Mojo Special Limited Edition JANUARY 2005 - by Andy Fyfe


Their quirky image and ideology may have dated but Devo's jerky, irregular pop sounds oddly timeless.

Devo's involvement in any kind of futurist movement is ironic given that they were almost entirely obsessed with the past and how it had led to the present. What Devo did have in common with their electro-pop brethren, though, was a rigid adherence to a high concept.

Formed in 1972 in Akron, Ohio by brothers Mark, Bob and Jim Mothersbaugh and their friend Jerry Casale, they nailed their colours of Oscar Kiss Maerth's crackpot anthropology text The Beginning Was The End. Maerth, citing divine inspiration instead of hard facts, claimed man was descended from mutant sex-crazed apes that evolved through a diet of primate brain.The group turned this into their own philosophy of De-Evolution which held that their country was going backwards as the blind pursuit of individual freedom turned it into a conforming, homogenised society. This they expressed by wearing flower-pot hats, boiler suits and dressing as potatoes, deemed the least individual of all vegetables.

Not everyone got them. Finding lyrical inspiration in such difficult areas as the disabled being patronised and isolated rather than accepted for their differences (Mongoloid) and Roman parables about dogs dying of confusion about which bone to eat first (Freedom Of Choice), titles such as Jocko Homo and their insistence on wearing uniforms led Rolling Stone magazine to label them fascists. Devo themselves sometimes struggled under the weight of their concept.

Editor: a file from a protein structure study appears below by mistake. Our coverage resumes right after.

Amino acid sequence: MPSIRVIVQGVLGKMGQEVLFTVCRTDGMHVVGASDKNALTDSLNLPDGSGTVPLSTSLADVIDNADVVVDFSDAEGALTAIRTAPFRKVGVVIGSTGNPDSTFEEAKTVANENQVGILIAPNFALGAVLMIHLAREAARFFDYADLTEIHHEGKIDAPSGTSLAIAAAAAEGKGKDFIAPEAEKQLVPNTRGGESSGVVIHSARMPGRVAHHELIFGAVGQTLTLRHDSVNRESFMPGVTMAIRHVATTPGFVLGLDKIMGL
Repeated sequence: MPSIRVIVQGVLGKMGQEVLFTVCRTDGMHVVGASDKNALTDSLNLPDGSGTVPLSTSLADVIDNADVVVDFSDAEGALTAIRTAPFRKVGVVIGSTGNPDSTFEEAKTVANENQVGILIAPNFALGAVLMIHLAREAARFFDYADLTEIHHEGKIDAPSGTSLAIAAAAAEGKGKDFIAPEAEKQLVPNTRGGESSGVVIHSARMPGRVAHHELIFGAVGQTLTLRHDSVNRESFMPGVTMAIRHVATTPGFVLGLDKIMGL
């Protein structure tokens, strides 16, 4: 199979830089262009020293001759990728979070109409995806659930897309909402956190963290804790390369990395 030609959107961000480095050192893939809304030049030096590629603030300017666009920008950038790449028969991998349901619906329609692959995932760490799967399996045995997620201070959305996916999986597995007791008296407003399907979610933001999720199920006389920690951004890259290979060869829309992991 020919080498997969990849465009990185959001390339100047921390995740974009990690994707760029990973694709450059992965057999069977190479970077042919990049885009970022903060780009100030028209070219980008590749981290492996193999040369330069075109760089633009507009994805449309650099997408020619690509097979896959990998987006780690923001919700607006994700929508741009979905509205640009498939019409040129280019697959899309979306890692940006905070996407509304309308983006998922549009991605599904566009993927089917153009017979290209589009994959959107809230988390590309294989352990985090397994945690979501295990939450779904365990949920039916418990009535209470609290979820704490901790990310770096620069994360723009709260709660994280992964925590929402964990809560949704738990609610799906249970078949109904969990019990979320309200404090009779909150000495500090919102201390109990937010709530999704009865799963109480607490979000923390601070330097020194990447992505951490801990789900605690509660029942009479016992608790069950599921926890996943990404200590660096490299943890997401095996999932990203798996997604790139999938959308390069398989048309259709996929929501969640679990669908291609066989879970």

Devolution [sic] is a big idea about the way things are, casale attempted to explain to Sound's Jon Savage in 1978. Everyone has a big idea about the way things are, whether they admit it or not: a lot of people's ideas masquerade themselves as non-ideas which we find the most dishonest. Devo just has the biggest idea that allows everybody to discover things, which is exactly what other ideas don't allow other ideas begin by ignoring what's there so their idea doesn't account for the whole picture.And when the premise is wrong everything else that follows os sick. Got it?

Devo's break came when David Bowie saw their nine-minute short film, The Truth About De-Evolution, and brokered them a deal with warners.By now Jim Mothersbaugh had left, replaced by casale's brother, Bob. Their Eno-produced debut Q: Are We Not Men? A: We Are Devo! in 1978, had few conventional keyboards, let alone synthesizers, and it wasn't until 1979's follow-up Duty Now For The Future, that they moved away from jerky new wave to jerky synth-pop. Freedom Of Choice (1980) finally fully embraced digital technology, and videos for two of the album's singles - the title track and Whip It - camped in the newly launched MTV's play-list.

It was their commercial peak. Fourth album New Traditionalists revealed a bleakness at their heart and Devo were already root-bound by their original concept. Needing new inspiration for 1982's Oh No! It's Devo, they turned to the poetry of John Hinckley Jr - would-be assassin of Ronald Reagan - for lyrics. The idea was ditched but with Cars' producer Roy Thomas Baker on board the sound became indistinguishable from the myriad synth-pop acts they had inspired and Devo split after 1990's tame Smooth Noodle Maps.

Mark Mothersbaugh has subsequently found lucrative work supplying music for film (Devo split after 1990's tame The Royal Tenenbaums, Rugrats) and video games (Crash Bandicoots) and employs both of Devo's Bobs at his Mutato Muzika production company. Jerry Casale, the leader when it came to Devo's visual concept, moved into video full-time, his credits including Foo Fighters' I'll Stick Around. An invitation to play Lollapalooza in 1996 led to occasional live appearances, minus Casale, but while echoes of Freedom Of Choice and the debut can be found in acts from Franz Ferdinand to Interpol, a flowerpot hat-derived revolution now seems a quaint idea from a much sillier era.